Cancel culture has come for Belfast’s finest son. Ulster singer-songwriter Van Morrison, consociationally worshipped god of Norn Irn dad rock, is under fire for a trio of new, anti-lockdown songs. One particularly on-the-nose number is No More Lockdown, which contains the lyrics:
‘No more lockdown
No more government overreach
No more fascist bullies
Disturbing our peace.
No more taking of our freedom
And our God-given rights
Pretending it’s for our safety
When it’s really to enslave.’
Sure, it’s no ‘Standing in the sunlight laughing/ Hiding behind a rainbow’s wall/ Slipping and sliding/ All along the waterfall’, but in the present climate the consequences of releasing a dodgy song aren’t limited to landing in the lower reaches of the charts.
Northern Ireland’s actual health minister has denounced yer man’s lyrics as ‘dangerous’. Humour void Robin Swann told the BBC:
‘I don’t know where he gets his facts. I know where the emotions are on this, but I will say that sort of messaging is dangerous. Our messaging is about saving lives. If Van wanted to sing a song about saving lives, then that would be more in keeping with where we are at the minute.’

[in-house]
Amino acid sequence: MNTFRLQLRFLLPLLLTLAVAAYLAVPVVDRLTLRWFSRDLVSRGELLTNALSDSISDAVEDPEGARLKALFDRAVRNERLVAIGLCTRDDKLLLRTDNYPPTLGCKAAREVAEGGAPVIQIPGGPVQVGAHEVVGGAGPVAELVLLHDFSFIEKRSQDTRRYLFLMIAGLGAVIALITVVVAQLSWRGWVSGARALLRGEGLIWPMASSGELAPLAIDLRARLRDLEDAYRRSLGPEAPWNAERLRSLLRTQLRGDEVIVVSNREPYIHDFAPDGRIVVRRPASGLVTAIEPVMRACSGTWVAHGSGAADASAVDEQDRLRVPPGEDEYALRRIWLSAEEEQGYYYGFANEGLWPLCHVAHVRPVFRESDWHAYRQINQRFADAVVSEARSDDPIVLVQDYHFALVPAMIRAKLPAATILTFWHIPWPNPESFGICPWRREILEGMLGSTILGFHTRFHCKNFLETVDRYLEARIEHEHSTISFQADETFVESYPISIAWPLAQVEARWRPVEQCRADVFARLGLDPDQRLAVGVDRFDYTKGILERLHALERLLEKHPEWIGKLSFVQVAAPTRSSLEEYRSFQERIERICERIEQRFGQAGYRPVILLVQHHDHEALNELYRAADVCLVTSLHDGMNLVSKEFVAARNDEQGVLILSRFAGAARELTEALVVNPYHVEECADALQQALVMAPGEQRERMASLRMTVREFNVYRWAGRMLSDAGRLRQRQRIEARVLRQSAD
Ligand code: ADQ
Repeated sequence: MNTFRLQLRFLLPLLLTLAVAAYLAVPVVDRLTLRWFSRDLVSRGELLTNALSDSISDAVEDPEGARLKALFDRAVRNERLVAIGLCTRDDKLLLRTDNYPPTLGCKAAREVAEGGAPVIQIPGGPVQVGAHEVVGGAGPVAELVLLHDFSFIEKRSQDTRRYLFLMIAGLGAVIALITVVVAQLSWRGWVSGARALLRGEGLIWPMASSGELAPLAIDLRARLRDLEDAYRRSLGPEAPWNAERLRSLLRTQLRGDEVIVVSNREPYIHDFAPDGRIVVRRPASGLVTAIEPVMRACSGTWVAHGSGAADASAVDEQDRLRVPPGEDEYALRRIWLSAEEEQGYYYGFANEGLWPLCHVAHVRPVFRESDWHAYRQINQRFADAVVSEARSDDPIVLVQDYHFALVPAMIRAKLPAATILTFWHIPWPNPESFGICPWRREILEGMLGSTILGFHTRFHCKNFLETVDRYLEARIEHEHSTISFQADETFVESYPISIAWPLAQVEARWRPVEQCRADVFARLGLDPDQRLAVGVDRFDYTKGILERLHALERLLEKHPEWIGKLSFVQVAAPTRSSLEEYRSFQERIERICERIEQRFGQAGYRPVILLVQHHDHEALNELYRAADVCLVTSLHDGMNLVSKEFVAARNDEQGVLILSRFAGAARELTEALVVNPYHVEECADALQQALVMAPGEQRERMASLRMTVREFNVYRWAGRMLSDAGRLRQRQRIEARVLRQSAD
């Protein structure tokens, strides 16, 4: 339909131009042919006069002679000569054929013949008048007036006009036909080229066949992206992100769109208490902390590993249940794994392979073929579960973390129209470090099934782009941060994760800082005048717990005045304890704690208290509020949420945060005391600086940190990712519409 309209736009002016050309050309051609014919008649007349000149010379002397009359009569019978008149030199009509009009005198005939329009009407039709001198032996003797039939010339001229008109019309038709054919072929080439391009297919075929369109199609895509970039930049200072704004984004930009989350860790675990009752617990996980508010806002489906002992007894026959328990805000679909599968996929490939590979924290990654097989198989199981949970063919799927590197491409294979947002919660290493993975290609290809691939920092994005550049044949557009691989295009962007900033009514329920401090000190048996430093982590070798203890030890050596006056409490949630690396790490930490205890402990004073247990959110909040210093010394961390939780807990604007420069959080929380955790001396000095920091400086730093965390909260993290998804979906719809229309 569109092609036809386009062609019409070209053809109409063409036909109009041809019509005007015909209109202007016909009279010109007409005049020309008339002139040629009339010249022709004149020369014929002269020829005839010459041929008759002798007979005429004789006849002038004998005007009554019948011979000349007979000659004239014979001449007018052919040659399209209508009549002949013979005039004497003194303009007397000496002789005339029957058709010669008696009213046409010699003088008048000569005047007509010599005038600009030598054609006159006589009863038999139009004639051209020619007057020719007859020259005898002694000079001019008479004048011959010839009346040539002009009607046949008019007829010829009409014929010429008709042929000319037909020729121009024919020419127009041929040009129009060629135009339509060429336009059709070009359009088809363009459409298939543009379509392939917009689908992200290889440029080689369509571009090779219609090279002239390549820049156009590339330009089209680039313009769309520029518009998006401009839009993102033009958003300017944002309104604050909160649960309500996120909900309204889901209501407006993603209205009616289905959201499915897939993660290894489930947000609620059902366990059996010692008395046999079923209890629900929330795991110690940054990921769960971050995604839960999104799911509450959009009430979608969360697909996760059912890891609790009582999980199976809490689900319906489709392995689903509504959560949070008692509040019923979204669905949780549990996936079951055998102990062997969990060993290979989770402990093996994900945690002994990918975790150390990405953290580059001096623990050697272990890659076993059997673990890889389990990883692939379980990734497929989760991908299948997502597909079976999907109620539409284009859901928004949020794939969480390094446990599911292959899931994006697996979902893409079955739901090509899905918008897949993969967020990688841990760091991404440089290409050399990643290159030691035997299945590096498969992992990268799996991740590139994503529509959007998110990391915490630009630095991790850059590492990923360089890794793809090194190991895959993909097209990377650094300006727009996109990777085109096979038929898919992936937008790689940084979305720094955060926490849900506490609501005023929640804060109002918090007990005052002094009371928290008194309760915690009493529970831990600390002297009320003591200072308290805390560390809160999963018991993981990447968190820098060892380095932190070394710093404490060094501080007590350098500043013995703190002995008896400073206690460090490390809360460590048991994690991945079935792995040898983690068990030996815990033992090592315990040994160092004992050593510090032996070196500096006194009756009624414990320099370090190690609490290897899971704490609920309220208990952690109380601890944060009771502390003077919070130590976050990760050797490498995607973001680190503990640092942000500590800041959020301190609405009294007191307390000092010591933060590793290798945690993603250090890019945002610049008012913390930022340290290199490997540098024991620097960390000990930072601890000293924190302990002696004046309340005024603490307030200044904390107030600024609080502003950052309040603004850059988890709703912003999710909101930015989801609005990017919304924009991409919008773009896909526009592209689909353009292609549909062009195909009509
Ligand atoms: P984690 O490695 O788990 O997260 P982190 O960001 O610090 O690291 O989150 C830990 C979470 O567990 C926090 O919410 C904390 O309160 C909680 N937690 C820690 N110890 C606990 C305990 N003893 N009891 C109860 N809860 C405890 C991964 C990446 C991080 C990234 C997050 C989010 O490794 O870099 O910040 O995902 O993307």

He went on to challenge the singer of ‘Ro Ro Rosey’ to a debate with the chief scientific adviser. Another Ulster politician who needs to catch himself on is Councillor Emmet McDonough-Brown, who has called for Belfast City Council to strip the soft-rocker of the Freedom of the City on the grounds that ‘his most recent lyrics undermine the guidance in place to protect lives’. You might not be surprised to learn that McDonough-Brown is a member of the Alliance, a wagging finger passing as a political party.
Van Morrison may be a dweller on the threshold when it comes to his kooky pronouncements about coronavirus, but holding batty views is de rigueur for rock stars. Does Northern Ireland’s health minister really believe one chorus from a boomer crooner is going bring the Executive’s Covid-19 strategy crashing down? Or has the virus and our response to it become such a culture-war flashpoint that a sense of proportion is no longer possible?
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